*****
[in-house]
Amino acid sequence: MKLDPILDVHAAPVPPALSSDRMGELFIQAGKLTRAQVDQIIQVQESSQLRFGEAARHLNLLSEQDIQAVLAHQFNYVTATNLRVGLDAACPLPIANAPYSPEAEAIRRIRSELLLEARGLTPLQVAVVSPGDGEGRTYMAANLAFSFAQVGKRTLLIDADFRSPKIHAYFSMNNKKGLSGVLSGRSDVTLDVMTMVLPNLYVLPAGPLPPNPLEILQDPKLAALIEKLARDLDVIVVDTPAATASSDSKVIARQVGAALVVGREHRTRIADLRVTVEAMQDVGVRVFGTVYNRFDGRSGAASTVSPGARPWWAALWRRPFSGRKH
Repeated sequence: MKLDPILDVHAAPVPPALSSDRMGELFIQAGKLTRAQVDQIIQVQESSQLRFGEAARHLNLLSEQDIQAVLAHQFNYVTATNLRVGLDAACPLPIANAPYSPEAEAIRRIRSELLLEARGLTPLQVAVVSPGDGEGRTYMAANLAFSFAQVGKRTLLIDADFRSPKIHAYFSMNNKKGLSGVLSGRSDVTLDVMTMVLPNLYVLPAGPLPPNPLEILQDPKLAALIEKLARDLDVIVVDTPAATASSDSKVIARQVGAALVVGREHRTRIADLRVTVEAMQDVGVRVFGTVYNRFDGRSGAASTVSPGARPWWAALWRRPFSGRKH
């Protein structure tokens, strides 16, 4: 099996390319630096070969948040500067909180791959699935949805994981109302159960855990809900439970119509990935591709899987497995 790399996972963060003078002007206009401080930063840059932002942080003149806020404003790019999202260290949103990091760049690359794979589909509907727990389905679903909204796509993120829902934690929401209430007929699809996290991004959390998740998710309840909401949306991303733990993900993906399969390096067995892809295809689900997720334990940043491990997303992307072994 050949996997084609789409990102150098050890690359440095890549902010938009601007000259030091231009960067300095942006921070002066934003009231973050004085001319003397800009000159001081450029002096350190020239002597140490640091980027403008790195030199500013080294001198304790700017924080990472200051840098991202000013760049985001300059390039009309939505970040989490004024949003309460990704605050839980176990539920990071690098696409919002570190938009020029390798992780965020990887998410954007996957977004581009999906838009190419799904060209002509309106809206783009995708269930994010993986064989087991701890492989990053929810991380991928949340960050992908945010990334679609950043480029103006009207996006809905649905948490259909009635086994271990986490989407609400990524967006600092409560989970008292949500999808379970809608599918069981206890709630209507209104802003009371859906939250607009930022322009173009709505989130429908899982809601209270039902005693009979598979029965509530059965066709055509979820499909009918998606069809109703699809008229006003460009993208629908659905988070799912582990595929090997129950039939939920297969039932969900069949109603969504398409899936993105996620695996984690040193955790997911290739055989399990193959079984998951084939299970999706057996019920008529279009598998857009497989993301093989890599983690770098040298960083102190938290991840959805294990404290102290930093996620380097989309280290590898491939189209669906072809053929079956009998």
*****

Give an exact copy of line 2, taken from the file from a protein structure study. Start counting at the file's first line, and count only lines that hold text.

Amino acid sequence: MKLDPILDVHAAPVPPALSSDRMGELFIQAGKLTRAQVDQIIQVQESSQLRFGEAARHLNLLSEQDIQAVLAHQFNYVTATNLRVGLDAACPLPIANAPYSPEAEAIRRIRSELLLEARGLTPLQVAVVSPGDGEGRTYMAANLAFSFAQVGKRTLLIDADFRSPKIHAYFSMNNKKGLSGVLSGRSDVTLDVMTMVLPNLYVLPAGPLPPNPLEILQDPKLAALIEKLARDLDVIVVDTPAATASSDSKVIARQVGAALVVGREHRTRIADLRVTVEAMQDVGVRVFGTVYNRFDGRSGAASTVSPGARPWWAALWRRPFSGRKH